also be taken into account: Whether, after
the takeover, the firm concerned could be
expected to follow practices consistent with
Australia's interest in matters such as
exports, imports, local processing of materials
produced, research and development,
and industrial relations, including employee
protection; and whether the takeover
would have adverse effects on the Government's
defence objectives, environmental
protection or regional development.
In making judgments as to whether particular
foreign take overs would be against
the national interest on any of the foregoing
grounds, due weight will be given to 3
other matters. One is the extent of Australian
participation in ownership and management
that would remain after the take
over; another is the interests of ' shareholders
of the company subject to the take
over; the third is the attitude of its board
of directors. The Government's consideration
of take over proposals will normally
be in 2 stages. The first stage will involve
preliminary consideration to see whether a
detailed investigation is warranted. This
preliminary consideration will have to be
completed within one month from the date
that the proposal is notified to the Minister.
The Bill does not formally require all
foreign take overs to be notified. But its
effect will be to cause all take overs within
the ambit of the Act to be notified. This
will be because the Government will have
the right to -make orders to reverse take overs that have proceeded without prior
notification. If a conclusion is reached that
further investigation of particular proposals
is desirable, the Minister will have power
to issue an interim order prohibiting implementation
of the proposal for such period
not exceeding 3 months as is necessary for
the further consideration to be given to it.
If no order is made -in respect of a take
over proposal within a period of one
month from notification, it will be free to
proceed. In addition, the Minister will be
able in appropriate cases to grant clearance
certificates in respect of take over proposals
notified to him. A breach of any of the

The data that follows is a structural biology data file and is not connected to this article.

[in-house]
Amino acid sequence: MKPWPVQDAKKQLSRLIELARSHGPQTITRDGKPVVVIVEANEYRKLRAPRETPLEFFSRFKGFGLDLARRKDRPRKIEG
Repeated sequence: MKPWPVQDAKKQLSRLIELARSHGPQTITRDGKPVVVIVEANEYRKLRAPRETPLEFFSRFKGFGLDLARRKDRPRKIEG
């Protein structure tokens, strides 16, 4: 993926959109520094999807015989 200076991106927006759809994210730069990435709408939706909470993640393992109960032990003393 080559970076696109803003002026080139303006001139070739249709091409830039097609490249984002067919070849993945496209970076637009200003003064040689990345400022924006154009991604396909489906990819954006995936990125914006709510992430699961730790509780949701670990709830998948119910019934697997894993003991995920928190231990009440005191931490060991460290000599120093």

orders I have mentioned will be an offence
punishable by a heavy penalty. In addition
a Supreme Court will have power, on
application by the Minister, to make further
orders against a person who commits
such an offence. The Court will be able in
such circumstances to restrain the exercise
of voting rights, direct payments to be
withheld, direct the sale of shares, and
make desirable ancillary orders.
In exercising these powers, however, the
Court will be required to satisfy itself, as
far as it reasonably can do so, that any
order it proposes to make will not unfairly
prejudice any person. The Court's powers
are limited where the breach in question
was due to inadvertence and excusable.
Orders made by the Minister under the
proposed Act will have to be published in
the Gazette. Parliament will also be
informed of the making of the orders as
soon as it is practicable to do so. Some
will come into operation on the date of
their publication. Others will operate as
from a later date specified in the order. if
the provisions. I have outlined are to
operate effectively it goes without saying
that the Government will need to be able
to obtain any relevant information and
documents. In particular, information as to
the persons who have beneficial interests in
shares held by nominees will be needed.
The Bill recognises this need and accordingly
empowers the Minister -to requisition
relevant information and documents by
notices in writing.
This Bill is a major step in the implementation
of the Government's decisions
which I announced on 26th September.
The Bill will ensure the effectiveness ot
our decision to prevent foreign take overs

of Australian companies where they are be introduced. With this in mind the
against the national interest. It will do this operation of the present Bill will cease on
in a way that has due regard to all rele-31st December 1973 or such earlier date
vant interests and, most importantly, keeps as may be proclaimed. In the meantime
uncertainty to a minimum, this Bill will ensure that the interim
In due course a further Bill which will arrangements function both smoothly and
provide amongst other things for the estab-effectively. I commend the Bill to the
lishment of the independent authority will House.
20807/ 72F. D. ATKINsoN, Government Printer, Canberra

Transcript 2701